There are a myriad ways of filtering the current universal experience, some of which address the commonality of the experience, others addressing the individual and idiosyncratic aspects to the experience. This pandemic affects everyone, though particular circumstances externally very widely, just as the particular personalities and histories vary widely. We are looking for connection through the universality of the experience. But we are also learning that that discounts terrible social aspects that can influence outcome- wealth, race, and geographic location particularly. The following discussion is offered not to deny being black or poor makes one more vulnerable, less protected, than being white and with means. I am going to look at the internal processes that are universal in this, to look at the common thread to the experience that, if we identify it, can help us know how to address it in the future.
Much has been written about child development, about the various stages that children go through on the way to becoming adults. One way of thinking about this is to understand what we mean by stages. As children grow, they are receiving new information from inside their bodies as their biological and physiological selves develop, and new information from the outside as their brains and neurological pathways develop. Structures and organization within the personality develop around this information and around feelings and conflicts of each stage. The new information propels growth, and results in progress, but along the way destabilizes what structures and organizations have developed according to the earlier information and feelings in place. So new information, new experiences, upset the apple cart for a while, until new organization and understanding emerge. Development is the process of organization, disorganization, reorganization. Or put another way, it is the process of stabilization, destabilization, re-stabilization. This means that when things change, anxiety and confusion can reign until a new order comes into being.
The pandemic has disorganized our external world, our internal worlds are struggling with these changes. Just like in child development, where children are in flux as they move through childhood, we are in flux as we move through a world that isn’t operation on the known principles we had assumed were constant. This means we are feeling uncertain, unable to predict things, unsafe.The world isn’t what we want it to be or what we thought it was. And the changes emerging from this will mean we change in how we feel and function in the world, long after the pandemic is in the rear view mirror. We are seeing things in our culture and world that don’t work, when we had lived as if they did work. It has focused us to feel more acutely the global and local changes that are highlighted during this disaster. Our systems failed, our sense of our country and our society have altered, and our sense of our own place in the world are altered.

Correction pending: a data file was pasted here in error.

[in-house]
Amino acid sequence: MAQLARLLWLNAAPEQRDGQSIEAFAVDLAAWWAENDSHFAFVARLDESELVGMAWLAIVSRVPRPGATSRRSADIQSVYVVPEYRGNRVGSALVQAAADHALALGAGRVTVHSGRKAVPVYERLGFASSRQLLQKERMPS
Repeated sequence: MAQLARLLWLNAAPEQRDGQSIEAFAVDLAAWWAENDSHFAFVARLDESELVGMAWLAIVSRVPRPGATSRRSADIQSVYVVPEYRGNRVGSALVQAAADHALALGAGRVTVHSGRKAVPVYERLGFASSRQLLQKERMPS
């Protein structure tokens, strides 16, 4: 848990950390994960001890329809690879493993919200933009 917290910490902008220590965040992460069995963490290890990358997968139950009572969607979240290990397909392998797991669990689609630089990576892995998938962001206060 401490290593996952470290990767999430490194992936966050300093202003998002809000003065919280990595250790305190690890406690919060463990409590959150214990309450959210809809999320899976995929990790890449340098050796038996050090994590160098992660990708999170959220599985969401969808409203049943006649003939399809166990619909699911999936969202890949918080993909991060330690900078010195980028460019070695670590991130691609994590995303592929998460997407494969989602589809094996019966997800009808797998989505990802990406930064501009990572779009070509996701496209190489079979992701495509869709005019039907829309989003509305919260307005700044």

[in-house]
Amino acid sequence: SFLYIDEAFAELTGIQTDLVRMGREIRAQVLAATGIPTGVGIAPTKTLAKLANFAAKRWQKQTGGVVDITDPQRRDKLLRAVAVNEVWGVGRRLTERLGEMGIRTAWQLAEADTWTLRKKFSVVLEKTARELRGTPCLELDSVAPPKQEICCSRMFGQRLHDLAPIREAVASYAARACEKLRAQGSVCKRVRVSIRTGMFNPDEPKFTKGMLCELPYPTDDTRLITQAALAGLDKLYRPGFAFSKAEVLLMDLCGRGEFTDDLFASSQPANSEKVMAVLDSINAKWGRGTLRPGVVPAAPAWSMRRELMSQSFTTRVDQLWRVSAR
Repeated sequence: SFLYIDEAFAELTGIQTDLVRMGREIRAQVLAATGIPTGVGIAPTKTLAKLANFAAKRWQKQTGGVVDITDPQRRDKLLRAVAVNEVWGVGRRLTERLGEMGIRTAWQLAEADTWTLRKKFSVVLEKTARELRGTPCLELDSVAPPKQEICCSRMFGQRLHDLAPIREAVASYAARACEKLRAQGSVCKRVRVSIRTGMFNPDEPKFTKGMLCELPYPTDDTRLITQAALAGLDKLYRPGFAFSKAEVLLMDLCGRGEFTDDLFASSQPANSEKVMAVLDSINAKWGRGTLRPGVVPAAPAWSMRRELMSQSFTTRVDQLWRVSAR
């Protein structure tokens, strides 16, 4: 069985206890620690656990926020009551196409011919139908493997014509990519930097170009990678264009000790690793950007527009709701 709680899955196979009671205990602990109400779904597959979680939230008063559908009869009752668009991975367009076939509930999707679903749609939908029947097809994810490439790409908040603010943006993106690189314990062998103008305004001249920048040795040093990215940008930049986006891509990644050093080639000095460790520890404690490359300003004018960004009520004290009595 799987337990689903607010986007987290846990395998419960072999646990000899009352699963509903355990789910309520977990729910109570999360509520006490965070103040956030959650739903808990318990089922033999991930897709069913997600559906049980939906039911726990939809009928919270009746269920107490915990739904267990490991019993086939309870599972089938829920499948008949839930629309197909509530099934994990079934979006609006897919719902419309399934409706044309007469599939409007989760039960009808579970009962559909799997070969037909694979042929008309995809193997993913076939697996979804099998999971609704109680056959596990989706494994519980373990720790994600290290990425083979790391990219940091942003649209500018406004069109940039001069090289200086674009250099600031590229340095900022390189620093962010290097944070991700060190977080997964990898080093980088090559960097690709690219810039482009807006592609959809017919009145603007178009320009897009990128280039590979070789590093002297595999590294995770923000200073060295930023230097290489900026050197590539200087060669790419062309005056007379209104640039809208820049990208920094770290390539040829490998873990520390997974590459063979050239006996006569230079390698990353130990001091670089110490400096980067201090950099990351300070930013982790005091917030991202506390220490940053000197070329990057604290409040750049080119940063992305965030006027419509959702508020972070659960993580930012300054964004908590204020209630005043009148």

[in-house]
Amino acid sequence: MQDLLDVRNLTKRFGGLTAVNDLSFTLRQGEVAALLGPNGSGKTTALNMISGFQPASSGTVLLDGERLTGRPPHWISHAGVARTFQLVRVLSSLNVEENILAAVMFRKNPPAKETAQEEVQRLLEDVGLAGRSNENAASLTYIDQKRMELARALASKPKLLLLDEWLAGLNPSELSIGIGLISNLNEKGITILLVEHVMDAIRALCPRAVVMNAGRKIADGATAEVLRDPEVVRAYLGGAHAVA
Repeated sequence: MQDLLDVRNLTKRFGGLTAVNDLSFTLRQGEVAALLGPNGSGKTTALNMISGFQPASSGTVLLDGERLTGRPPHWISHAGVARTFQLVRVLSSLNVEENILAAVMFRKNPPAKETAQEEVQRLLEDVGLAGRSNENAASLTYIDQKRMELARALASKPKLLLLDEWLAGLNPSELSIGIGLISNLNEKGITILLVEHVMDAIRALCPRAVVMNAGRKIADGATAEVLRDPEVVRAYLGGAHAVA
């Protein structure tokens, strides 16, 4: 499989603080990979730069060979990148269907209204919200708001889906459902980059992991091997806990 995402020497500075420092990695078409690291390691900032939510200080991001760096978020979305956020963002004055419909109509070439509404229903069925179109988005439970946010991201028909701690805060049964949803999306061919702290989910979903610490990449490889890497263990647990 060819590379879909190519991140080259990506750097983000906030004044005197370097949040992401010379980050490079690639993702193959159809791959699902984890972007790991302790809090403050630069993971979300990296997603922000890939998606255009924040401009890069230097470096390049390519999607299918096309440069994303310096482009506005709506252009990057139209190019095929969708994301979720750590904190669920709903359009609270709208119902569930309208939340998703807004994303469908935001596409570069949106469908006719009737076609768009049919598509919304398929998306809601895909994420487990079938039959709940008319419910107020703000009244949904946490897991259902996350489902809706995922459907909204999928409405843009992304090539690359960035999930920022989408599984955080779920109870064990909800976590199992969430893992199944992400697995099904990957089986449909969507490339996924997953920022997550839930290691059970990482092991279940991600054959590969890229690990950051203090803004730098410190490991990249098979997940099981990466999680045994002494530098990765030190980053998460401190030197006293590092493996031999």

But jut as in developmental process, this dislocation and disorganization will yield to a new organization, internally and externally, that can take into account the new information in front of us. Hopefully, we will tackle the problems this has laid bare in a way that is effective, humane, honest and responsible. This is what development has always meant- that we change and evolve, we adapt and accept the alterations, and they become integrated into who we are. This is the challenge for us as individuals and us as a society.